An editorial was published in a few papers recently, including the Gainesville Sun, opining that Florida’s new instructional materials law isn’t something to get all worked up about: Needless fretting over textbook law.
The doomsdayers among us believe Scott and the measure’s supporters have thrust open an educational Pandora’s box, exposing school districts to the “anti-science” whims of flat-earthers and climate-change deniers.
To them we reply: Deep breaths, folks, deep breaths.
There are some elements of the editorial I agree with. I agree that this law won’t wipe science subjects like evolution and climate change out of the state’s public schools. I agree that a lot of the news coverage, especially the headlines attached to the stories, are overblown and sensationalist. I believe trouble will likely only pop up in a few spots around the state where small yet vocal groups are already causing headaches.
But I disagree with the overall tone of the editorial, which is essentially saying don’t worry, this is no big deal.
This law probably isn’t a big deal when you look at it from a statewide perspective. But it’s a huge deal when you look at it from the local school district perspective. Even if only one school district decides to allow anti-science instructional materials into their school (due to a sympathetic school board majority or relentless pressure that eventually forces a school board into compromise), that’s going to potentially impact the education of hundreds or thousands of students for years. This is not just alarmist hype. I wrote the book on this topic. It’s happened before here in the Sunshine State and the chances of it happening again are now very high with the passage into law of the instructional materials bill and the religious liberties in schools bill.
Keep in mind that the group mentioned in the editorial, the Florida Citizens’ Alliance, took credit for writing the bill. They took credit for recruiting legislators to sponsor the bill. They took credit for helping to successfully navigate the bill through all of its committee stops and votes. They took credit for helping it become law.
Why in the world would they go through all of that effort?
“Darwin’s theory is a theory, and the biblical view is a theory, and our kids should be taught both in a balanced way,” [Florida Citizens’ Alliance’s Keith Flaugh] said.
And that goal was repeated:
“The science here is not proven on either side,” Flaugh said. “There are lots of scientists on both sides of that equation: Creationism versus the theory of evolution. They’re both theories. And all we’re asking for is both sides of the discussion in a balanced way be put in front of the students.”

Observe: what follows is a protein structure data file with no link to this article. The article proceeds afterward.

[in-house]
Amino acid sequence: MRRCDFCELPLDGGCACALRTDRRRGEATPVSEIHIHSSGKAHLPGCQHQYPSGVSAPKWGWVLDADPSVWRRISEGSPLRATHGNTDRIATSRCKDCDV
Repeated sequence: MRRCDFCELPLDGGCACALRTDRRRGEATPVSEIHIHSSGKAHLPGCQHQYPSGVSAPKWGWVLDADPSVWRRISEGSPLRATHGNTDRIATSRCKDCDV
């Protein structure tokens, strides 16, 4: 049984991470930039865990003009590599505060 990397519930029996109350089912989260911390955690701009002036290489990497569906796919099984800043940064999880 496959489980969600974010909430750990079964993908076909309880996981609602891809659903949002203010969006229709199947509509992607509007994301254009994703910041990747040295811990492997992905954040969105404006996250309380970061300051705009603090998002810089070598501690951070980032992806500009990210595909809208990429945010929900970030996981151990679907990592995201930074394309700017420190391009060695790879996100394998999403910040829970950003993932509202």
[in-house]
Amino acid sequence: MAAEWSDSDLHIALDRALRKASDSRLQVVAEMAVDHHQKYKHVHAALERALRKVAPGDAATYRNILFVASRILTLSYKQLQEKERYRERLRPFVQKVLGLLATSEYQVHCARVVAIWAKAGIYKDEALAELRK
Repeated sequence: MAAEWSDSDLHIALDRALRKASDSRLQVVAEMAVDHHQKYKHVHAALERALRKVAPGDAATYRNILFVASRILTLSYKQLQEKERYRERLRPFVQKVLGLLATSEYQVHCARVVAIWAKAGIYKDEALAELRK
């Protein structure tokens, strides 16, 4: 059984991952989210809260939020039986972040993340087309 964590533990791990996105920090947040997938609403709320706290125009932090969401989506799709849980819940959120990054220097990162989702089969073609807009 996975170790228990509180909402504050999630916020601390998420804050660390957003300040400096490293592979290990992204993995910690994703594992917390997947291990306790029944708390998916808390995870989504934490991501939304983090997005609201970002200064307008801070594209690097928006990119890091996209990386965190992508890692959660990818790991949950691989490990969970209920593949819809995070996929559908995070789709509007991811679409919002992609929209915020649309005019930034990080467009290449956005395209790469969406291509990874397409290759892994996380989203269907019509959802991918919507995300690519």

And it was repeated yet again:
“We’re not trying to ban books,” said Keith Flaugh, founder of the Florida Citizens’ Alliance, which pushed for that state’s bill.
He said his group is seeking balance in school instruction, including teaching both evolution and creationism and the various arguments about climate change.
Those quotes lead me to the next point I want to make. The editorial questions why nearly every news story focuses primarily on science education.
The whole reason why the media is fixated on the science aspect of this law is because we here at Florida Citizens for Science — who specialize in science education, of course — were vigilant and aggressive. We brought the pitfalls of this law to the media’s attention and we made it incredibly easy for them to report on it, having done most of their work for them.
I’ve lamented to a few reporters that no one has stepped up to defend the other academic subjects under attack. There apparently is no Citizens for Civics organization out there, for instance. And many reporters should shoulder some blame for not bothering to do their own digging and questioning about those other academic subjects. The Alliance is much more focused on civics and history and religion than they are on science.
But science became the media’s focal point because evolution and climate change lessons in schools are hot button topics and we constantly monitor those topics and immediately take action, such as alerting the media, when problems pop up. Florida Citizens for Science would likely have never been involved in this fight if the Alliance hadn’t included science topics in their long list of “objectionable materials.”
Whereas I agree that many news stories have gotten some facts wrong and over hyped the impact of the instructional materials law, I disagree that we’re engaging in “needless fretting.” I appreciate that the news coverage has highlighted this issue because now citizen science advocates across the state are aware of the laws and are ready to act if needed. We’ve been flooded with correspondence, membership requests, and social media followers.
And the interest has led to yet more calls from reporters (I know that a few more stories are currently in the works). I make sure to emphasize to those reporters the facts of this issue, not the hype. We want reality-based awareness of this issue, not the-sky-is-falling screaming.
This is not “needless fretting.” This is citizen activism provoked by very real attacks on science education.